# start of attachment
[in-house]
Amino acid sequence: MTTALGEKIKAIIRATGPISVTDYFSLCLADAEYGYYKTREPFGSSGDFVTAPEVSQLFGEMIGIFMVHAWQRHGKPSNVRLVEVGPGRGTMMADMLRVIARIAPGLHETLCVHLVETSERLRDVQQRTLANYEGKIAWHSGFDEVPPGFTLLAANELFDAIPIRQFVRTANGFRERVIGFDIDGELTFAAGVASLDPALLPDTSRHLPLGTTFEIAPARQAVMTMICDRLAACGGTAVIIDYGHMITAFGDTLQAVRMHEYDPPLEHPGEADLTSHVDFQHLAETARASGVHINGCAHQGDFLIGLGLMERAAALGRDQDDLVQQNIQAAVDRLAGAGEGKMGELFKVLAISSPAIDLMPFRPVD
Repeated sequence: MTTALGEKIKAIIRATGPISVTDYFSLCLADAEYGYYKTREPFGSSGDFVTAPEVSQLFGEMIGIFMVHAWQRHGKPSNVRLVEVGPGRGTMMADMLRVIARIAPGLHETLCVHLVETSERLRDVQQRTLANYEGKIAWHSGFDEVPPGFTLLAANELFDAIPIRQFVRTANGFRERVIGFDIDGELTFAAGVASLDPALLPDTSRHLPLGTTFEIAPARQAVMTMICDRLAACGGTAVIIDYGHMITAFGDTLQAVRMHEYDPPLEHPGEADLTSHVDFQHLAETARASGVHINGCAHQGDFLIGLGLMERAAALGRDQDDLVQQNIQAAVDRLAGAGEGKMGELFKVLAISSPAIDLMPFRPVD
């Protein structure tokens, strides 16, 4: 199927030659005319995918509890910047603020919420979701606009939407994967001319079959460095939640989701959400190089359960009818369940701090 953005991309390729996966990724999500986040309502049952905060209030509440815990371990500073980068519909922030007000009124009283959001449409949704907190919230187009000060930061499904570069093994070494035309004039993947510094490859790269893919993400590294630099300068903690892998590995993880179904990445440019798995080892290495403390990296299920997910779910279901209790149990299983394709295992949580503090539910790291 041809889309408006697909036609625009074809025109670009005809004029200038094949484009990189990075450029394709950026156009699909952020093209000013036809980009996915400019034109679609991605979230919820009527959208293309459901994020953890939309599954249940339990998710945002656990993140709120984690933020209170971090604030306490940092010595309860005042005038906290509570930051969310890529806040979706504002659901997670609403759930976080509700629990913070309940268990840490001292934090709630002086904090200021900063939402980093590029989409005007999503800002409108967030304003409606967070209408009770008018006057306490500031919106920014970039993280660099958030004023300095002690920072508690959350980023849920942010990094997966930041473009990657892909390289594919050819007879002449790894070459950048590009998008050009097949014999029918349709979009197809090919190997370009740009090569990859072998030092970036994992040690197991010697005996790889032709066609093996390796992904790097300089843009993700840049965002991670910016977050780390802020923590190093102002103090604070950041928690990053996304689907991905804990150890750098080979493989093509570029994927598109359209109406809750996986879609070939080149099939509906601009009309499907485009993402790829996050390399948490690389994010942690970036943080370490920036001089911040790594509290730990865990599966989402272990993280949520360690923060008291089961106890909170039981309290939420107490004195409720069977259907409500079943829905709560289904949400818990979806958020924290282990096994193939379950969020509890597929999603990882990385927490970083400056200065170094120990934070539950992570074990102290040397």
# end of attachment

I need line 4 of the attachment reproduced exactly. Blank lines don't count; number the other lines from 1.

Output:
């Protein structure tokens, strides 16, 4: 199927030659005319995918509890910047603020919420979701606009939407994967001319079959460095939640989701959400190089359960009818369940701090 953005991309390729996966990724999500986040309502049952905060209030509440815990371990500073980068519909922030007000009124009283959001449409949704907190919230187009000060930061499904570069093994070494035309004039993947510094490859790269893919993400590294630099300068903690892998590995993880179904990445440019798995080892290495403390990296299920997910779910279901209790149990299983394709295992949580503090539910790291 041809889309408006697909036609625009074809025109670009005809004029200038094949484009990189990075450029394709950026156009699909952020093209000013036809980009996915400019034109679609991605979230919820009527959208293309459901994020953890939309599954249940339990998710945002656990993140709120984690933020209170971090604030306490940092010595309860005042005038906290509570930051969310890529806040979706504002659901997670609403759930976080509700629990913070309940268990840490001292934090709630002086904090200021900063939402980093590029989409005007999503800002409108967030304003409606967070209408009770008018006057306490500031919106920014970039993280660099958030004023300095002690920072508690959350980023849920942010990094997966930041473009990657892909390289594919050819007879002449790894070459950048590009998008050009097949014999029918349709979009197809090919190997370009740009090569990859072998030092970036994992040690197991010697005996790889032709066609093996390796992904790097300089843009993700840049965002991670910016977050780390802020923590190093102002103090604070950041928690990053996304689907991905804990150890750098080979493989093509570029994927598109359209109406809750996986879609070939080149099939509906601009009309499907485009993402790829996050390399948490690389994010942690970036943080370490920036001089911040790594509290730990865990599966989402272990993280949520360690923060008291089961106890909170039981309290939420107490004195409720069977259907409500079943829905709560289904949400818990979806958020924290282990096994193939379950969020509890597929999603990882990385927490970083400056200065170094120990934070539950992570074990102290040397």